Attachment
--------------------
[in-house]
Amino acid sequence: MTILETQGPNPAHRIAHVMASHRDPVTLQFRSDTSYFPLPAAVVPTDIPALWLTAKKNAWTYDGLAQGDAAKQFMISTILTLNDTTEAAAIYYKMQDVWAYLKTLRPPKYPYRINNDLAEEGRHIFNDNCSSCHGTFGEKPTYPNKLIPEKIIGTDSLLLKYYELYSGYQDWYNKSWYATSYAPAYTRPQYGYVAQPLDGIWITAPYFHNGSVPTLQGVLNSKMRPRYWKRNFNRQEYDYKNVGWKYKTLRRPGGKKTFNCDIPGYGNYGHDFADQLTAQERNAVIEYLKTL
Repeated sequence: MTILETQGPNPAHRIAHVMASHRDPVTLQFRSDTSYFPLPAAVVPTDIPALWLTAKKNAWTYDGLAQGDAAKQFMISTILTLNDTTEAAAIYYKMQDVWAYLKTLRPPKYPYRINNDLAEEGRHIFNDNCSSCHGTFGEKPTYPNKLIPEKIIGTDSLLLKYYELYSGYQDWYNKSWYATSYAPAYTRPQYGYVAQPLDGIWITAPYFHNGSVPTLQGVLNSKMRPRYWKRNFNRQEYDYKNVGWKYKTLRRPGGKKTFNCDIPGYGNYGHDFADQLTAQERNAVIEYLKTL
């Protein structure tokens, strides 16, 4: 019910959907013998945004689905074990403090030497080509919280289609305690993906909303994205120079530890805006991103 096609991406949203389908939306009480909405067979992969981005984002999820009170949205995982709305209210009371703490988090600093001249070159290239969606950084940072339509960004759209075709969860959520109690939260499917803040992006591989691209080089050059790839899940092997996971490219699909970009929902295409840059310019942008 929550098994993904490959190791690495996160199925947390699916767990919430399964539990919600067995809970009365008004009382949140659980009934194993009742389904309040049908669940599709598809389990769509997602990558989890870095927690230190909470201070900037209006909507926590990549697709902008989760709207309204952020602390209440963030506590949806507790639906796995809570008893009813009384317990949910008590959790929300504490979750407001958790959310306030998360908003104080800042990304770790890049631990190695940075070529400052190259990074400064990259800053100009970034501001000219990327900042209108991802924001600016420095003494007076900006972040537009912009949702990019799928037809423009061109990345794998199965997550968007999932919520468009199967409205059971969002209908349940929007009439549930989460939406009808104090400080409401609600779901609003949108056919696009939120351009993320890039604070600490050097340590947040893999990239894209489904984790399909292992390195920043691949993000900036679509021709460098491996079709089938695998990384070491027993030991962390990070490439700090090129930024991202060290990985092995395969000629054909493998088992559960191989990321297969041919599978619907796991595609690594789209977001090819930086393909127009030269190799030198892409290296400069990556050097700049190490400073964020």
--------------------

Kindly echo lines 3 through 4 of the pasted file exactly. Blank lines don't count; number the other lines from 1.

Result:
Repeated sequence: MTILETQGPNPAHRIAHVMASHRDPVTLQFRSDTSYFPLPAAVVPTDIPALWLTAKKNAWTYDGLAQGDAAKQFMISTILTLNDTTEAAAIYYKMQDVWAYLKTLRPPKYPYRINNDLAEEGRHIFNDNCSSCHGTFGEKPTYPNKLIPEKIIGTDSLLLKYYELYSGYQDWYNKSWYATSYAPAYTRPQYGYVAQPLDGIWITAPYFHNGSVPTLQGVLNSKMRPRYWKRNFNRQEYDYKNVGWKYKTLRRPGGKKTFNCDIPGYGNYGHDFADQLTAQERNAVIEYLKTL
């Protein structure tokens, strides 16, 4: 019910959907013998945004689905074990403090030497080509919280289609305690993906909303994205120079530890805006991103 096609991406949203389908939306009480909405067979992969981005984002999820009170949205995982709305209210009371703490988090600093001249070159290239969606950084940072339509960004759209075709969860959520109690939260499917803040992006591989691209080089050059790839899940092997996971490219699909970009929902295409840059310019942008 929550098994993904490959190791690495996160199925947390699916767990919430399964539990919600067995809970009365008004009382949140659980009934194993009742389904309040049908669940599709598809389990769509997602990558989890870095927690230190909470201070900037209006909507926590990549697709902008989760709207309204952020602390209440963030506590949806507790639906796995809570008893009813009384317990949910008590959790929300504490979750407001958790959310306030998360908003104080800042990304770790890049631990190695940075070529400052190259990074400064990259800053100009970034501001000219990327900042209108991802924001600016420095003494007076900006972040537009912009949702990019799928037809423009061109990345794998199965997550968007999932919520468009199967409205059971969002209908349940929007009439549930989460939406009808104090400080409401609600779901609003949108056919696009939120351009993320890039604070600490050097340590947040893999990239894209489904984790399909292992390195920043691949993000900036679509021709460098491996079709089938695998990384070491027993030991962390990070490439700090090129930024991202060290990985092995395969000629054909493998088992559960191989990321297969041919599978619907796991595609690594789209977001090819930086393909127009030269190799030198892409290296400069990556050097700049190490400073964020």